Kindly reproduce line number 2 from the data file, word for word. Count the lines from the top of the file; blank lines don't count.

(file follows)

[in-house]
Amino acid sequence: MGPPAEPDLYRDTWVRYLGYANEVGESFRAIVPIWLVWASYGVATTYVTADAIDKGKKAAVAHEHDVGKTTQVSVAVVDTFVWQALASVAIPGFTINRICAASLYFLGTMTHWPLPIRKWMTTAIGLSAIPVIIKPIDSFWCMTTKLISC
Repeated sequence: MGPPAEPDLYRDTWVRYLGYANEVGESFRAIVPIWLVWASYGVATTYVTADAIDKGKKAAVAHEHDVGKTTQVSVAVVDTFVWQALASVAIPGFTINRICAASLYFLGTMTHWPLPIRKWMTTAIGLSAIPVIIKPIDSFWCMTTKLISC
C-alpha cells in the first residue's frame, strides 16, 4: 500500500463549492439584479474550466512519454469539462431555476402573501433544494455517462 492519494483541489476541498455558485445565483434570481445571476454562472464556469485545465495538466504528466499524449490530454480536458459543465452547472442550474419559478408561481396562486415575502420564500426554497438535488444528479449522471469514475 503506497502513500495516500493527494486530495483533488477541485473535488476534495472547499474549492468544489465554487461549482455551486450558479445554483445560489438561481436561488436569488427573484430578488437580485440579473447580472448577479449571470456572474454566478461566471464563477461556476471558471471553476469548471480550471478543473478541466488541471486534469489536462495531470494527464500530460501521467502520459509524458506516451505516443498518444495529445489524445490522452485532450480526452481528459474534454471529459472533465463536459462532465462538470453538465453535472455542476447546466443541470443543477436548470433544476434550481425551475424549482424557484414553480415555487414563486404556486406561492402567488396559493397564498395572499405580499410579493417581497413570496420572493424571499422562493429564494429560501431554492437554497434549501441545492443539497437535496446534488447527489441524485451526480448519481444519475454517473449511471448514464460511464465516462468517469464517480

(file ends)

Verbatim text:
Amino acid sequence: MGPPAEPDLYRDTWVRYLGYANEVGESFRAIVPIWLVWASYGVATTYVTADAIDKGKKAAVAHEHDVGKTTQVSVAVVDTFVWQALASVAIPGFTINRICAASLYFLGTMTHWPLPIRKWMTTAIGLSAIPVIIKPIDSFWCMTTKLISC